Tourism and remittances constitute the core of Cuba's current 'modern' economy and if their induced 'exports within the borders' are incorporated into the analysis it is then clear that 'upgrading' has been a more extended process than the one suggested by foreign trade statistics and balance of payment figures. The point to bear in mind, however, is that part of the process ('exports within the borders') has been a very peculiar type of 'upgrading' conducted in semi-protected markets at sub-optimal levels (from a world market perspective).

On the surface, competitiveness in resource based activities appears as the easiest path towards reinsertion, which could explain both government priorities and, certainly, foreign capital preferences. Most current Cuban exports reflect the adoption of that path regardless of whether they are 'traditional' (i.e. sugar) or 'modern' (i.e. tourism). One of the paradoxes of contemporary Cuba is precisely that the current trade structure reflects a marked disparity between the skill-and technology- intensive share of exports and the educational attainment of the labor force. This suggests that Cuba has not been able to benefit from one of its key comparative advantages: the existence of a large, well educated and skilled labor force, particularly in the industrial sector.

The U.S. embargo: an obstacle to upgrading?

The U.S. economic embargo and the open hostility of Washington towards foreign investment in Cuba complicates the analysis of Cuba's economic alternatives. There is no doubt that if U.S.- Cuba relations were to change, the terms of foreign investment would be very different. Under those circumstances it would be conceivable to foresee reinsertion and foreign investment in areas of the Cuban economy currently not taken into account.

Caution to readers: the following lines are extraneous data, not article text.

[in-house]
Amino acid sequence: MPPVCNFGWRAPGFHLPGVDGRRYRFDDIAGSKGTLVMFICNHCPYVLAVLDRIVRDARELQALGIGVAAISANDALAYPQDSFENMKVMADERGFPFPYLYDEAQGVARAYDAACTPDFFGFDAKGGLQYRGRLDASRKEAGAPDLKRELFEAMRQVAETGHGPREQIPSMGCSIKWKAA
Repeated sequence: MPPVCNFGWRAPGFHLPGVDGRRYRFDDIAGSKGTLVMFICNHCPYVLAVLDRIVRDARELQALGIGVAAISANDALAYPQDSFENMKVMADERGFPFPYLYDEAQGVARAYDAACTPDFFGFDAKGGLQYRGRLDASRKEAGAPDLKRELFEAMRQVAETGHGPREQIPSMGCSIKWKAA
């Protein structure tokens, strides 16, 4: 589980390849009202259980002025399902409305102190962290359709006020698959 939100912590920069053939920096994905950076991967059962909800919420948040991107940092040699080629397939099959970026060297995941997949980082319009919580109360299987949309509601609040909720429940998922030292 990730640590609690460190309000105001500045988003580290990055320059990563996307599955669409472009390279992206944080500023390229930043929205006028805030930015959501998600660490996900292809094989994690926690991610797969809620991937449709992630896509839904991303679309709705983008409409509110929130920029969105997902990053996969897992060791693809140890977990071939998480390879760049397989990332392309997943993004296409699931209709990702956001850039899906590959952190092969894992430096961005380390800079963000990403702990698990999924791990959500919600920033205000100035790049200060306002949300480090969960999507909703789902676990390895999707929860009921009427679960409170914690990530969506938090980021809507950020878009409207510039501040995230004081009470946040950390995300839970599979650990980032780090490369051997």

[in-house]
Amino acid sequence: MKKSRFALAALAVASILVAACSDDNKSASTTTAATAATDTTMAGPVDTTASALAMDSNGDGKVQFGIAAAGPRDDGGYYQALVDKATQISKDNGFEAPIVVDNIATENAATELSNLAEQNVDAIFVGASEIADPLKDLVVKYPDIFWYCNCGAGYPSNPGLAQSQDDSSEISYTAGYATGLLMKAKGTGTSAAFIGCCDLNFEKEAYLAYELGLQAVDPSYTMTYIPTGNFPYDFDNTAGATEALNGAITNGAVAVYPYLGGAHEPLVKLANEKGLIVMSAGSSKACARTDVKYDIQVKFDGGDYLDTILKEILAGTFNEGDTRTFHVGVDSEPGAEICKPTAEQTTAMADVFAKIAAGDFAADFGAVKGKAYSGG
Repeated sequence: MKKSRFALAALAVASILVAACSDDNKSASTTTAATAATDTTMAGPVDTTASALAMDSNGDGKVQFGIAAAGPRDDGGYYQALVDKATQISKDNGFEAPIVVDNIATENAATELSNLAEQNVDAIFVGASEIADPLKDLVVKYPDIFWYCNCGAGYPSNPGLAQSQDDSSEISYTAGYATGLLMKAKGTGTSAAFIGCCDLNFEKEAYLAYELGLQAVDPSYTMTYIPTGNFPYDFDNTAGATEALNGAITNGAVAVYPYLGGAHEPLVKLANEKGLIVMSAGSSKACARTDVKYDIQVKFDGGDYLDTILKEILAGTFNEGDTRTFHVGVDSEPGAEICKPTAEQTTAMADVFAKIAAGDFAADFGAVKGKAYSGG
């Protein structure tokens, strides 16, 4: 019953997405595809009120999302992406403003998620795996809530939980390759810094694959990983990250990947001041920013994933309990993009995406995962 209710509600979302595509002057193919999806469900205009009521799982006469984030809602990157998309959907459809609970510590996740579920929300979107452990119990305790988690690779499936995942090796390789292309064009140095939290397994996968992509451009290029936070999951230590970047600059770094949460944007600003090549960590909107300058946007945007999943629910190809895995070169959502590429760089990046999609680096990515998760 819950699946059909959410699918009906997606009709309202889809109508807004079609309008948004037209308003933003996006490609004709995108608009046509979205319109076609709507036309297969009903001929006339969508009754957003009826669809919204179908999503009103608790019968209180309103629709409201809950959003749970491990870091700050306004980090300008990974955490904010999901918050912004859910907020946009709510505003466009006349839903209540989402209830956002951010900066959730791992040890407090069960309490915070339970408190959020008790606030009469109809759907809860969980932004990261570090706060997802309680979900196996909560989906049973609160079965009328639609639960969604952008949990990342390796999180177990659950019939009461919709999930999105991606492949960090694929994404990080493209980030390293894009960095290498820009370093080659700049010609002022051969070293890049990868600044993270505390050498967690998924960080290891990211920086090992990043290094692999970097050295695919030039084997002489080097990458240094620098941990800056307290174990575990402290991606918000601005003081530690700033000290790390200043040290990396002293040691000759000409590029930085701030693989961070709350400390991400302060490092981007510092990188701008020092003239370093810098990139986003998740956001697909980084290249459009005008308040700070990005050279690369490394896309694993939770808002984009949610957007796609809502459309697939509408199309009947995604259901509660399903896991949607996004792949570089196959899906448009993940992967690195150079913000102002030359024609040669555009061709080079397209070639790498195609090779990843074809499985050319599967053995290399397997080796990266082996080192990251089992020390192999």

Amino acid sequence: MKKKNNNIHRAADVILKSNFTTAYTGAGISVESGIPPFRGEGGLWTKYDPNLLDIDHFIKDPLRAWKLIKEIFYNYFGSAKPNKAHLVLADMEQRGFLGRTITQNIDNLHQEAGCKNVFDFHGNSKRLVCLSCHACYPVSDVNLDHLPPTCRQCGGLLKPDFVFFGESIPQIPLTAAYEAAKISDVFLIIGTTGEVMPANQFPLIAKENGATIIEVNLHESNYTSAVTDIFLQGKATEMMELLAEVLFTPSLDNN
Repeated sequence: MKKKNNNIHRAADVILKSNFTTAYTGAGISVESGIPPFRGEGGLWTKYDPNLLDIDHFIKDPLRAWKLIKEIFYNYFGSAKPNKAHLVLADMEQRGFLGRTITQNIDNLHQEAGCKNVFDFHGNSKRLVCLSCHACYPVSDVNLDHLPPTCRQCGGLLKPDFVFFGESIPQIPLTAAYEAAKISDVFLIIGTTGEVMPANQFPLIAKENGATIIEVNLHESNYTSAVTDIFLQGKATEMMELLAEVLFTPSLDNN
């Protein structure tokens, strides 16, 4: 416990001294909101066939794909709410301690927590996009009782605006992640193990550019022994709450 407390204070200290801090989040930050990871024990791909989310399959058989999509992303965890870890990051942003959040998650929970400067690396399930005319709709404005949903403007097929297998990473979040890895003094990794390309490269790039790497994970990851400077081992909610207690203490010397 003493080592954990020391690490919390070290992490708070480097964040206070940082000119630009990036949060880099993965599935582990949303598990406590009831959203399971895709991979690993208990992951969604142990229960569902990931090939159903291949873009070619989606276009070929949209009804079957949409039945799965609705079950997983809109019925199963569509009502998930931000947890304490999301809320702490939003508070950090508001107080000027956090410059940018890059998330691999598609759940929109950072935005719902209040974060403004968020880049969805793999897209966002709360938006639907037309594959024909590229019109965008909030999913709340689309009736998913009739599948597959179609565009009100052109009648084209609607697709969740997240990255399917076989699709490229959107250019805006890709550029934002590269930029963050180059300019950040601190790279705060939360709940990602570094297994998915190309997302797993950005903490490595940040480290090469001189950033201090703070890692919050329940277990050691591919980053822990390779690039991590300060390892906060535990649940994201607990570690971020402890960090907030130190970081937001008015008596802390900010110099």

Having said that, the explanation for the dismal performance of vast areas of the Cuban economy in terms of its 'direct' reinsertion and their lack of attractiveness for foreign capital should go deeper for the reasons we'll now lay out. The two main components of the 'modern' economy (tourism and remittances) are paradoxically among the areas more sensitive to U.S. policies and, in fact, tourism has been one of the major recipients of foreign investment. Therefore, there might be factors other than U.S. policies that account for the difficulties of reinsertion and foreign investment faced by most segments of the 'traditional' economy.

Any serious analysis oriented towards the search of solutions for that problem should consider the permanence of U.S. hostility as an invariable factor in the foreseeable future. Practical considerations strongly suggest that reinsertion should be pursued notwithstanding the U.S. embargo although this is not to say that different scenarios could not be imagined for analytical purposes and alternative plans. Therefore, there is no point in limiting the exploration of the causes of the current difficulties to the US embargo, no matter how important this could be as a limiting factor. The roots of the problems of 'upgrading' go well beyond the embargo.

Dilemmas posed by the quest for growth